This situation is repeated throughout Afghanistan. The June 21 British Daily Telegraph reported that US-funded militias in Kandahar province, “raised to protect villages from the Taliban have begun to prey on residents and in some cases are beating, robbing and even killing with impunity”.
The war was never about bringing democracy or human rights. When the US-led coalition invaded in 2001, the appalling oppression of women under the Taliban regime was used as a justification.
But after 10 years of occupation “targeted violence against female public officials, dismal healthcare and desperate poverty make Afghanistan the world’s most dangerous country in which to be born a woman”, the June 15 SMH said, reporting the results of a global survey by the Thomson Reuters Foundation.
Antonella Notari, head of the NGO Women Change Makers, told the SMH: “Continuing conflict, NATO airstrikes and cultural practices combine to make Afghanistan a very dangerous place for women.
“Women who do attempt to speak out or take on public roles that challenge ingrained gender stereotypes of what is acceptable for women to do or not, such as working as policewomen or news broadcasters, are often intimidated or killed.”
The June 15 New York Times said: “Eighty-seven percent of Afghan women are illiterate and one in 11 dies in childbirth, Unicef estimates. As many as 8 in 10 face forced marriages.”
Obama’s soldier reduction has received some predictable criticism from some on the US right for showing insufficient commitment to the war, but this has been balanced by criticism for the slow pace of the “drawdown”.
The June 21 National Journal reported a Pew Research Centre poll that said 56% of US people want US troops to return immediately.
Phyllis Bennis, director of the New Internationalism Project at the Institute for Policy Studies, wrote in Counterpunch on June 23: “This year alone, US taxpayers will pay about $122 billion for those US soldiers to kill and die in Afghanistan.
“That money could instead provide health care to more than 62 million children here at home. Or provide 2.4 million new green jobs for a year.
“If we just look at Wisconsin, where the state budget deficit sparked this year’s first massive mobilization for jobs and against wars and cutbacks, the state deficit totalled about $1.8 billion … this year alone, the taxpayers of Wisconsin paid almost exactly that same amount ― $1.7 billion to be exact ― as their share of the war in Afghanistan.”
Obama used his speech to once again gloat about the US Navy SEALs May 2 assassination of Osama bin Laden in Pakistan/ But, ironically, this has further undermined support for the war.
Obama could point to the assassination as the successful accomplishment of one of the primary goals of the “war on terror”, but the wars in Afghanistan and Iraq clearly in no way aided its accomplishment.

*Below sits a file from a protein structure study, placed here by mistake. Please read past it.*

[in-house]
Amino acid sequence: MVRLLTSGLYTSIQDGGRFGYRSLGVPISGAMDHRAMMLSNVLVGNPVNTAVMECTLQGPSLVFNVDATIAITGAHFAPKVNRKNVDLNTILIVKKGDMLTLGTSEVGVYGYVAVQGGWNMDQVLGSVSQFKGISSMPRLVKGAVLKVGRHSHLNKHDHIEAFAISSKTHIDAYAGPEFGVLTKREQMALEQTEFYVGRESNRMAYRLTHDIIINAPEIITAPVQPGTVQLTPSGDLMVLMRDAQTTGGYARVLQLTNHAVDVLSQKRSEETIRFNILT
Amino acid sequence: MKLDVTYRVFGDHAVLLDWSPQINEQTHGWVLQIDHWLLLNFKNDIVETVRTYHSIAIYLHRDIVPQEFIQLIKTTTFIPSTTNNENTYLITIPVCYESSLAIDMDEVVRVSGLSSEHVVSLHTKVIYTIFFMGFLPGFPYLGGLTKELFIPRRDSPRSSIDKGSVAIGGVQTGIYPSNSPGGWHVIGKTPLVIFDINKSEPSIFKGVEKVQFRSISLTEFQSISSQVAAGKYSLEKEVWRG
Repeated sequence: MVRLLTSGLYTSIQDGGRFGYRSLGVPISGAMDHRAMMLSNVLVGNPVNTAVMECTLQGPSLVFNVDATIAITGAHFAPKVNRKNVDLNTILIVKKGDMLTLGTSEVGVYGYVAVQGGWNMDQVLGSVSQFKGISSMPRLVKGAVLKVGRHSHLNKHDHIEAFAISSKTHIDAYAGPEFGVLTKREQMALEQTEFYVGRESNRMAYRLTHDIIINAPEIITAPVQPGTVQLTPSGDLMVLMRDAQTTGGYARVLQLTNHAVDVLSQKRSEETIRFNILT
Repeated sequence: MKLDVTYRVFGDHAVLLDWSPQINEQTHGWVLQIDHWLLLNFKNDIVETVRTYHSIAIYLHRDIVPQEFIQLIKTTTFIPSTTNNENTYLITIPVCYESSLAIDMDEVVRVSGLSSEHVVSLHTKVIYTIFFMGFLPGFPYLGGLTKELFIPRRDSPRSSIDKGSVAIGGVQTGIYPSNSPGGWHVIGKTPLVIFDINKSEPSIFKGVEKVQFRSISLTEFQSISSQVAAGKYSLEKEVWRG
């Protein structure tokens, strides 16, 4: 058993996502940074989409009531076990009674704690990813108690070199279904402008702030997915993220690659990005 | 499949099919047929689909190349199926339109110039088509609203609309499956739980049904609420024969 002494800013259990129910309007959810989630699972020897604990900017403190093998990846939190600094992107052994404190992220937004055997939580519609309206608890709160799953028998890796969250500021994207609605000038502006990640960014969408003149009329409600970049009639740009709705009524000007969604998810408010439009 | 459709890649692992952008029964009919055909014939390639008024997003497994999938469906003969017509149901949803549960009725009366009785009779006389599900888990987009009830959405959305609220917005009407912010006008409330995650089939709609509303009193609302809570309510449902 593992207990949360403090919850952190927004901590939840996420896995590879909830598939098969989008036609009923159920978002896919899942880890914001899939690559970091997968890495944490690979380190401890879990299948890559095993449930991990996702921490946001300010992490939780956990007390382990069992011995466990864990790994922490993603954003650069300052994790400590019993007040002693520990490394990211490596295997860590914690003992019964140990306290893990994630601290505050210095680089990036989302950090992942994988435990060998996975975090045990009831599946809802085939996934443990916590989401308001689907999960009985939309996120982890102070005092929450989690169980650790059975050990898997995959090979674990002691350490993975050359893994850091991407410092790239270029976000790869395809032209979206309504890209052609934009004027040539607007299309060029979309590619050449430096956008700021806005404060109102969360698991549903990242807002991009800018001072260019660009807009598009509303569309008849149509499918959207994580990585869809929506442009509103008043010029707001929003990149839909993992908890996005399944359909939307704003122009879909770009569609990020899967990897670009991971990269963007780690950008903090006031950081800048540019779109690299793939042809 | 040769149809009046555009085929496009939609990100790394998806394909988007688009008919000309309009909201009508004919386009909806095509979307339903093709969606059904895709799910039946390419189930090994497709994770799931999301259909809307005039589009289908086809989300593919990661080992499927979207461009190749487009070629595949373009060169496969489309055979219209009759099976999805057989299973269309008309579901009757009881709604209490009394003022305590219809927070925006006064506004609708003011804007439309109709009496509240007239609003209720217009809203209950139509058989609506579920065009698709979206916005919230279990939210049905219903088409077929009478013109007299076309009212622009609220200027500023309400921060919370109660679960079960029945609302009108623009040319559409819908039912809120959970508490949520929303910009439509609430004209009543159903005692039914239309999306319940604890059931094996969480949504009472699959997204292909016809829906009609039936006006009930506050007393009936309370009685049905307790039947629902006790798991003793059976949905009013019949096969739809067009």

Obama’s “drawdown” timetable is structured so that a soldier withdrawal will have started, but not be very far advanced, at the time of the 2012 US presidential elections.
The dilemma for Obama is that the main achievement of the war for the US ruling class ― an ugly demonstration to the world of the West’s coercive military power ― will be undermined if the US leaves without imposing any durable state, allowing the Taliban to claim victory.
Without the occupying armies’ presence, warlords such as Matiullah will have no motive to serve Western interests.
The “drawdown” is aimed at achieving an outcome similar to Iraq. There, a fine balance between rival religious sectarian and ethnic militias and a “residual” occupying force of 50,000 US troops has created some semblance of normality ― although not democracy, peace or functional basic infrastructure such as electricity and water.
In Afghanistan, however, achieving even this would be unlikely. This is the motivation for the US negotiations with the Taliban that Afghan puppet president Hamid Karzai revealed on June 18 and US defence secretary Robert Gates confirmed the next day.
British foreign secretary William Hague told the BBC on June 23: “It is fair for us to say officially that contacts [with the Taliban] do take place and Britain, let me put it this way, is connected to that and supportive.”
In fact, contacts between the Taliban and the occupiers are long standing. In a November 2010 interview with Green Left Weekly, Afghan feminist and democracy activist Malalai Joya pointed out that the US covertly supported the Taliban in the 1990s and that the disputes between the Taliban and the Western-allied warlords and militias were not over ideology or principle, but division of the spoils of power.
However, there is little motivation for the Taliban to join a power-sharing arrangement to facilitate a face-saving departure for the US.
The Taliban’s backwards ideology, misogyny and ultra-violence have made them unpopular with most Afghan people. Being seen to fight the invaders is their one political asset.
“The US will not be successful in reconciling with its past stooges any time soon,” Joya said.